# Quiz3 - the years 2000 and 2007 is football shaped The...

This preview shows page 1. Sign up to view the full content.

STAT 21 SP 09 QUIZ 3 NAME: SID: 1. A group of children has their weights measured at age 10 and 16; the scatter diagram is football shaped. The average weight for the children at age 10 is 85 pounds, and 97 pounds at the age 16. The SD is 15 pounds for both cases. The correlation between the two variables is 0.8. According to the regression method, predict the weight of a 16-year-old child who weighed 90 pounds at the age of 10. 2. Children from 400 two-child families are given the WISC test on their reading skills. The average score of the first-born children is 29 and the SD is 10. The average score of the second-borns is 28 and the SD is 10. The scatter diagram is football shaped. The correlation between the two variables is 0.70. Of all the first-borns who score 27 in the test, about what percentage have a sibling scoring more than 29? 3. The scatter diagram of the daily measured quantity of precipitation in London for
This is the end of the preview. Sign up to access the rest of the document.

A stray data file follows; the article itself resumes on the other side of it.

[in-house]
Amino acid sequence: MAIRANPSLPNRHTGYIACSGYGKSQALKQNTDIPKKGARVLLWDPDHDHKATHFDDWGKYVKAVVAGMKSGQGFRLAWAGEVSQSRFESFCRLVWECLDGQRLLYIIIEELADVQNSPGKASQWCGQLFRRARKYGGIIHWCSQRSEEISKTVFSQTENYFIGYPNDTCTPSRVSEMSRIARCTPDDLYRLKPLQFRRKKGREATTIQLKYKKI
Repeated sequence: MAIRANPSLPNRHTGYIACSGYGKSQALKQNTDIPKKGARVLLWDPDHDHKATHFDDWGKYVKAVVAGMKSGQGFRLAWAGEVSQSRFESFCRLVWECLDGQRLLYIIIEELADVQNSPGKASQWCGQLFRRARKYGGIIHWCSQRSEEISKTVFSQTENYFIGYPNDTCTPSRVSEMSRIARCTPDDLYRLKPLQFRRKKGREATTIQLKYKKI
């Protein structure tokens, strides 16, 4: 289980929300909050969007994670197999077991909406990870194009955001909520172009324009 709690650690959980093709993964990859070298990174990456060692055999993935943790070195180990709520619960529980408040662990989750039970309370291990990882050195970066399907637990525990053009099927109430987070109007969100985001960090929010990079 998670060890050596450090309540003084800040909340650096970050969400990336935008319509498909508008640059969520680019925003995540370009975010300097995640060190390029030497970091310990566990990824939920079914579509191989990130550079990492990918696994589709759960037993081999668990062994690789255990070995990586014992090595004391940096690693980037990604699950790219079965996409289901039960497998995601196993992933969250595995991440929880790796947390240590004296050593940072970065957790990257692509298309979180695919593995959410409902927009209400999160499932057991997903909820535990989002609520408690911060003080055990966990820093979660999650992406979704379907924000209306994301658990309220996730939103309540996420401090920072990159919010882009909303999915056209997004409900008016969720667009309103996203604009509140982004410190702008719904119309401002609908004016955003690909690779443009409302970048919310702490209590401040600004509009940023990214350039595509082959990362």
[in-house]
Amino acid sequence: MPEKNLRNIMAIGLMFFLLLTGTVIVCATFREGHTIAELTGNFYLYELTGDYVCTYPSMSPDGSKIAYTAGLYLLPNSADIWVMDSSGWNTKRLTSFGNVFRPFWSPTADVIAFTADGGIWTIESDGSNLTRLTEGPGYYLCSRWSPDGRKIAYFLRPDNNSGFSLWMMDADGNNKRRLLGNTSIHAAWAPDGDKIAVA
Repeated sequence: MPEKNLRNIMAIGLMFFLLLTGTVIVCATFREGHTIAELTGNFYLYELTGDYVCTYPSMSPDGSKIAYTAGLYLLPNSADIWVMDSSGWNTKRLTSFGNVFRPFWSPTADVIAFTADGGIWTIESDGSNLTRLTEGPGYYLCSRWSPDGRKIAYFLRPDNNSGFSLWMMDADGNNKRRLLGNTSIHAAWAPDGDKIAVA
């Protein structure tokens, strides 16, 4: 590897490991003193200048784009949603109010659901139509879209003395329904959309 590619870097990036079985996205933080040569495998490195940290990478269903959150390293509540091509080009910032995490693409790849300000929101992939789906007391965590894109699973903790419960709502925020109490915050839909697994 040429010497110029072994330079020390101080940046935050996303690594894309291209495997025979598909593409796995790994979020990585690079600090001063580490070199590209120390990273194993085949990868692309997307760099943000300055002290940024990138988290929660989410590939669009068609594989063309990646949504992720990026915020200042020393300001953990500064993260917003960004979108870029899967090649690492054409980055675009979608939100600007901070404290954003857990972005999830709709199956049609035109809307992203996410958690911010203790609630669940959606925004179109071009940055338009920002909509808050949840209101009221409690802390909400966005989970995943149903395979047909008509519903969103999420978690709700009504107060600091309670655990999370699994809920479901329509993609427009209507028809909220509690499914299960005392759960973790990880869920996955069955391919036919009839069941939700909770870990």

Unformatted text preview: the years 2000 and 2007 is football shaped. The correlation is positive but not equal to 1. One particular day is on the 31st percentile of daily quantity of precipitation in 2000 and on the 31st percentile of daily quantity of precipitation in 2007. This day’s precipitation in 2007 (i) is equal to (ii) is less than (iii) is greater than (iv) cannot be compared to the average precipitation level in 2007 of all the days on the 31st percentile in 2000. 4. Find the equation for the regression line for the following data set about weekly usage of vegetable oil and weight for a group of 5. Sample 1 2 3 4 5 Number of vegetable-oil-cooked meals per week 14 16 6 11 12 Weight (pounds) 108 110 145 121 118 If one of them eats one more meal cooked by vegetable oil every week, will his weight drop according to the regression line? If not, what does the slope mean? 1...
View Full Document

## This note was uploaded on 07/08/2010 for the course STATS 21 taught by Professor Ibser during the Spring '09 term at Berkeley.

Ask a homework question - tutors are online